We ended up talking a lot about this film. It’s a tender documentary shot in Mingun Nursing Home (we passed by yesterday!), where the old attempt to let go of their attachments, Buddhist-style, before they die. But the truth is, there’s tons of humour and irony in the lives of the residents of the women’s wing, how their nurse is both fierce and tender, how they cling mischievously to their cheroots and Burmese medicine in spite of medical advice, how they mock the one among them who keeps weeping over her coming death, foretelling that she’ll be reborn as a ghost…
This piece was co-directed by Thu Thu with a Danish filmmaker as part of a Copenhagen initiative, pairing up Scandinavian directors with non-Scandinavians.
Thu Thu: When I was studying overseas, I noticed not a lot of people liked to discuss death. And since these people were more willing to talk about it, I decided to present it from a Buddhist viewpoint. my grandfather was also one of the people who openly discusses death with me and we had long conversations with this and part of the influence comes from him.
Kaffe: I just want to say that as a European the fact that you work with old people and ask how you prepare for death… In Europe it would always be about how are you enjoying your life now? The focus would always be about your life now. So your focus really is Buddhist perspective.
Me: How did the Scandinavian audience react?
Thu Thu: It’s a bit of a sad story. I wasn’t involved in the editing process because I couldn’t afford to travel to Copenhagen. I had to communicate via e-mail. I wasn’t able to make it to the premiere either. And I only received the DVD one week ago. This is the first time I’m seeing the final cut.
Kaffe: Are you happy with it?
Thu Thu: Yes, but I don’t really like the music. But the story is good.
A documentary profile of a young boxer trying to fight his way out of poverty – traditional Burmese boxing seems pretty much like Muay Thai.
Aung Ko Ko: I made this film because I personally don’t like sports. I don’t like football, I don’t like wrestling and basically I’m trying to discover why people enjoy watching other people wrestle. I was basically trying to answer these questions: why do people like it, is this the cause of wars. But these did not make it into the film.
Also in 2006, when we were not yet as open, we had a lot of issues [we could not discuss, such] as poverty. So I tried to reveal that as one of the sub-layers within the film. So I tried to show it as one of the wrestlers who was trying to overcome poverty.
Thaiddhi: In 2006 when this film was made, we were not as open. We had a lot of trouble working as documentary filmmakers, and also because it was hard to film on the streets, because we could get in trouble.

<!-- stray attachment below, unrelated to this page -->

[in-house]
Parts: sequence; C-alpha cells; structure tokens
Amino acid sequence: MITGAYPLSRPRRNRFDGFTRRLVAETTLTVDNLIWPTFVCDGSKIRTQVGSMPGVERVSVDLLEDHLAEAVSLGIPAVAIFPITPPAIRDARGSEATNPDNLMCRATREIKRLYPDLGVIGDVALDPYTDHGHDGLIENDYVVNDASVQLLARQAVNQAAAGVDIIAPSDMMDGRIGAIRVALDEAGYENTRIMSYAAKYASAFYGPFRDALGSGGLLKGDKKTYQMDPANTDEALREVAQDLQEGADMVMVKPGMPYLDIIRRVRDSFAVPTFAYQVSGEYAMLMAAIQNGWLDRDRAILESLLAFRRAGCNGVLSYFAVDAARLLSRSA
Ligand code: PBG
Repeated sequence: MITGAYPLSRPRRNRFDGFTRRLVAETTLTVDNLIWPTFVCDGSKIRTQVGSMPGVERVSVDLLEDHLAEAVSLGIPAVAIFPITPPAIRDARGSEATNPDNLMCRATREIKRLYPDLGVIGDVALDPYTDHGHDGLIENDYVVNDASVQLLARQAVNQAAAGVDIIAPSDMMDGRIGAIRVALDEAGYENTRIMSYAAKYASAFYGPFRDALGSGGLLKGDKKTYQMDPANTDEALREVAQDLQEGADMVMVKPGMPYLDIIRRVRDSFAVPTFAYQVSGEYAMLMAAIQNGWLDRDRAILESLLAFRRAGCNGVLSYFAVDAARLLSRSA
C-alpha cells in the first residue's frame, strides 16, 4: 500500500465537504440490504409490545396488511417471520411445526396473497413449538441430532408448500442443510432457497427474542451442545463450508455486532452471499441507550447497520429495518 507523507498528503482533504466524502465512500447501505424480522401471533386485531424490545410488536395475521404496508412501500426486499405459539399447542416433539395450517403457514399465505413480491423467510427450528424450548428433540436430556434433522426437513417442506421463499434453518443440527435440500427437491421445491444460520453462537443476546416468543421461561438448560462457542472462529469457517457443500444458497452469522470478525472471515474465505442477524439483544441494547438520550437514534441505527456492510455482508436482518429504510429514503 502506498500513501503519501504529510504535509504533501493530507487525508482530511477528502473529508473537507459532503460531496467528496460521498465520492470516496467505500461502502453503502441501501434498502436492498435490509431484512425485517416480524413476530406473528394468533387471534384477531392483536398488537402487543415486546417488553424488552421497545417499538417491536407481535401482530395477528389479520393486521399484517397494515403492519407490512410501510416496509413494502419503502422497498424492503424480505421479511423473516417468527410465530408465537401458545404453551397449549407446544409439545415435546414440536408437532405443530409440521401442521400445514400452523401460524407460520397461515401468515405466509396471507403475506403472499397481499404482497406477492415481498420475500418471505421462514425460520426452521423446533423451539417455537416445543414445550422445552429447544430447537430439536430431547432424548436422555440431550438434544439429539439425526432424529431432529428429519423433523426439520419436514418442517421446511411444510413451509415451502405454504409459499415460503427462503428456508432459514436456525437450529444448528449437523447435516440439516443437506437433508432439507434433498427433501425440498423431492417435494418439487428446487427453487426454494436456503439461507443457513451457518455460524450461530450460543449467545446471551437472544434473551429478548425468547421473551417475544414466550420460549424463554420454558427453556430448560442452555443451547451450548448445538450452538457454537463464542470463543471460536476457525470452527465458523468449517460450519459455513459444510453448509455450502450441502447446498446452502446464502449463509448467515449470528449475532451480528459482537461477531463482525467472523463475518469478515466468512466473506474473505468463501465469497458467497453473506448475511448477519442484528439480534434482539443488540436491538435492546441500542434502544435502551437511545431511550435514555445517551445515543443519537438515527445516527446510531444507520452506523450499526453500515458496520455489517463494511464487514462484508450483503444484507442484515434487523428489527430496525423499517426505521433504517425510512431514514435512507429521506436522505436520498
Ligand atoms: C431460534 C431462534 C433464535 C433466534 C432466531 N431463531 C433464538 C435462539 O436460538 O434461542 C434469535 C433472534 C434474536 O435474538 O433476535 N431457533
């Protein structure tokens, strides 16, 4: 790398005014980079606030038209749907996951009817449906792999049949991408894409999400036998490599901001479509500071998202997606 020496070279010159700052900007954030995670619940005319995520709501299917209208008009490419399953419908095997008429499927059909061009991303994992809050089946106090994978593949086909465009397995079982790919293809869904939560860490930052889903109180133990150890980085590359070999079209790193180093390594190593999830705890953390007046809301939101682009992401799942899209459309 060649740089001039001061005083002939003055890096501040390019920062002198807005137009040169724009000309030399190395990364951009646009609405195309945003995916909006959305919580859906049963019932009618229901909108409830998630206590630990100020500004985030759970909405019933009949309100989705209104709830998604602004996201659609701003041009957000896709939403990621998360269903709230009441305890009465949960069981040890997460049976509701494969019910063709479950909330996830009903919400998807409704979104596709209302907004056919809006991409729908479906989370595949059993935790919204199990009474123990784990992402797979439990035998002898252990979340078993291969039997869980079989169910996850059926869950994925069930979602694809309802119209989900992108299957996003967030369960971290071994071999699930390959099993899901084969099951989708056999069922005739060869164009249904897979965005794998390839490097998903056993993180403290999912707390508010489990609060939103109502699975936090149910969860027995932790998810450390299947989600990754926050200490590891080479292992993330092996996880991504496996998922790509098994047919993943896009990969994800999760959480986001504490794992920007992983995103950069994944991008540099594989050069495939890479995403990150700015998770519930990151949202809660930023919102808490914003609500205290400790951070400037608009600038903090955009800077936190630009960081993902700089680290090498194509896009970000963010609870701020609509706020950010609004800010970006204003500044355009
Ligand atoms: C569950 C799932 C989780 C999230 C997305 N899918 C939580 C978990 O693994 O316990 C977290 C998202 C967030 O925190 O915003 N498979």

We were trying to tell the stories of ordinary people in the streets. Although it may look like we’re skimming the surface, we really tried to show the social issues that affect people in the country.
Behind the word documentary are the two words “truth” and “evidence”, which are two words that the government is very scared of. So we tried to introduce documentary in this country, and get people to understand what is close to them, what they can relate to.
Another documentary profile, this time of a blind guitarist. Personally, I think this territory is a little stale, but some interesting moments: his irritation with songs about colours, the scene where he imprints a piece of paper at lightning speed with a Braille stencil, then reads a Buddhist scripture back to us. He uses the same technique for musical notation.
Myo Min Khin: This was my first film as a director. I knew the character very well: I used to sit with him at a teashop and we were very good friends. I wanted to make a film because the way he thought about the world was very unique. And this is someone who is very unsatisfied with his life even though he can play the guitar in a way that not a lot of people could. Also I could film it the way I wanted.
The River, dir Thu Thu Sein
And back to video art again: two brief sequences of women getting swallowed up by reams of red cloth, seduced by another woman wearing too much eye makeup. What’s this really about? China, apparently – the way Chinese businesses are wrapping their tendrils into every recess of emergent Myanmar.
These were school project films, made while in Prague, under certain conditions: the filmmakers could only shoot with 35mm film, had just 3 rolls, and couldn’t use dialogue. To complete their allegory, they actually searched out a location that looked like the banks of the dam-threatened Ayerawady/Irawaddy – a disused mining site.
Weirdly heavy-handed and propagandistic, IMHO. But I couldn’t give my feedback – tomorrow’s our last day in Myanmar, and I was rushing off with some artists to visit the Teak Bridge.